Children at the receiving end of rising divorce cases
September 22, 2019 04:30 AM NPT
By: Amar Khadka
ITAHARI, Sept 22: Madhuri Sah (name changed), 17, always loved to go to school when she was a kid. She was active in extra curricular activities and loved to have fun with friends. Everything was going normal until one day when her parents decided to get divorced.
"I was too young to understand what they were up to," reminises Madhuri, a local of Ramdhuni village of Sunsari. "That day, suddenly I was left at my grandmother's house, which was not my choice," laments the 9th grader.
Madhuri's father had left for foreign employment five years ago. The parents' relationship soured over the years. One and a half years ago, the mother sought a divorce to marry another man. She took another child with her but left Madhuri at her grandparent's house.
"Mother took my younger brother along. She does not live that far away, but we hardly have any conversation," she reports.
She feels bad for her brother as well. Just like she misses him, he must be missing her too, she believes. "I don't feel good without him; I miss him most of the time. But I have no means to meet him," stated Madhuri.
Her grandparents report that Madhuri has not been able to cope up with the situation. And that has hampered her studies as well. Moreover, she is also burdened with household duties as her grandfather and grandmother are too old to carry out even normal activities.
After her parents separated, Asmita Chaudhari of Panchayan village of the district also found it very hard to move on. Her father has started to neglect her now. "He married another woman, and then he turned cruel towards all of us. Earlier, he was so sweet to me always," she says.
Asmita's mother is not in good health. She herself suffers from malnutrition and her two younger brothers do not look that robust, either. According to Lekhnath Subedi, principal of Panchayan Basic School, where the three children study, all the three are malnourished. "Because of the lack of care, they are weak and underweight. We have been trying to help them; the school provides free food to them so that they can avoid malnourishment," he said.
Shankar and Amit Chaduhari, forth graders at the same school, are also struggling with family problem. After their father recently married another woman and started living separately, the two boys who are brothers have shown less interest in studies. "They do not look as enthusiastic as before. After their father remarried, the boys look lost and unhappy," said Principal Subedi.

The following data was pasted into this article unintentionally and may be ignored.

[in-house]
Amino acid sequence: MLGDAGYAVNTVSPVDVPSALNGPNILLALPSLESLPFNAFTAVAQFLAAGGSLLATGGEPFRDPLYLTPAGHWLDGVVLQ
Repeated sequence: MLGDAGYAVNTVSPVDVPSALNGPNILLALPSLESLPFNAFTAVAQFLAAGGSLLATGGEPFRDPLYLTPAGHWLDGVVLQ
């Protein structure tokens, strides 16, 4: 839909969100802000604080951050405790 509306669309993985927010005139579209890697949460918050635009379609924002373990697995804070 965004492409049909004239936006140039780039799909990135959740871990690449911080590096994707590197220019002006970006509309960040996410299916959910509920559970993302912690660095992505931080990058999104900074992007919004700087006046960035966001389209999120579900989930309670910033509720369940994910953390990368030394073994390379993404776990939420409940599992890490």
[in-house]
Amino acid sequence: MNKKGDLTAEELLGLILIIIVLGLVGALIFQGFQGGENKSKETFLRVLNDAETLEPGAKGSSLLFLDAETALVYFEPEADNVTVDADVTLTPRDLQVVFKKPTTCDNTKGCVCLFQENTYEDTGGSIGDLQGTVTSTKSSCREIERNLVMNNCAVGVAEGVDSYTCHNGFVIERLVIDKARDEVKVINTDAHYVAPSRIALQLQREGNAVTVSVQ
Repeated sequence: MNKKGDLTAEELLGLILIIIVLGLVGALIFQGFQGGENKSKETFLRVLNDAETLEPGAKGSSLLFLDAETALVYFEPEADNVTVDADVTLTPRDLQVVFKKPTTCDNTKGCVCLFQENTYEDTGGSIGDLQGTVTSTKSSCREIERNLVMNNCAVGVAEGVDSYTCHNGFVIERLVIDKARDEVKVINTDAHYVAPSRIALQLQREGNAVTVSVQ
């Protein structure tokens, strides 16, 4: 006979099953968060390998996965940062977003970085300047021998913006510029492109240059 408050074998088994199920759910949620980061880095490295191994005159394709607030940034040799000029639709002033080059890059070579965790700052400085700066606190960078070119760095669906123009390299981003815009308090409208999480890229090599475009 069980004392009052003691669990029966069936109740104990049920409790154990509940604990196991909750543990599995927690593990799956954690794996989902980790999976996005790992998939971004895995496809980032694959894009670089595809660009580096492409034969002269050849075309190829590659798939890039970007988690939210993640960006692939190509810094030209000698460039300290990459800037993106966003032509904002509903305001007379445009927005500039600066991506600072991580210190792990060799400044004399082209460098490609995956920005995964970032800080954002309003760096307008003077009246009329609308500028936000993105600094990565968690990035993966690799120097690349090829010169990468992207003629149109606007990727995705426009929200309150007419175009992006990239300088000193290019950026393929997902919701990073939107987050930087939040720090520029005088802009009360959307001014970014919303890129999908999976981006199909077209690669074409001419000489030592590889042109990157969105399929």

According to him, there are many children in the school whose parents have separated for one or the other reason. Foreign employment, financial crisis, extramarital affairs, abusive relationship and so on have been taking their toll on the institution of marriage, he noted.
"There are many couples who marry at an early age and regret later. Be it any reason, but an inharmonious relationship between the mother and the father quite disturbs the children, we have seen it here at the school," he said.
Meanwhile, a local teacher of Itahari, Netra Adhikari, advised a movement in order to stop the rising divorce cases. If relationships are getting toxic, one must get rid of that but one should not treat marriage too lightly either, he suggested.
"Because children are involved in divorce cases, we have to be very careful in taking decisions. Children must be given a healthy environment at any cost," he said.
Reports indicate that divorce cases are sharply on the rise. Earlier, men had to go through the municipality in order to file divorce. In view of the 'exploitation of women-friendly divorce laws', new laws have been introduced which allow men too to file for divorce directly at the court now. In the course of securing the rights of men and women, the government has not however come up with provisions to secure the rights of children who are left at the receiving end due to the separation of parents.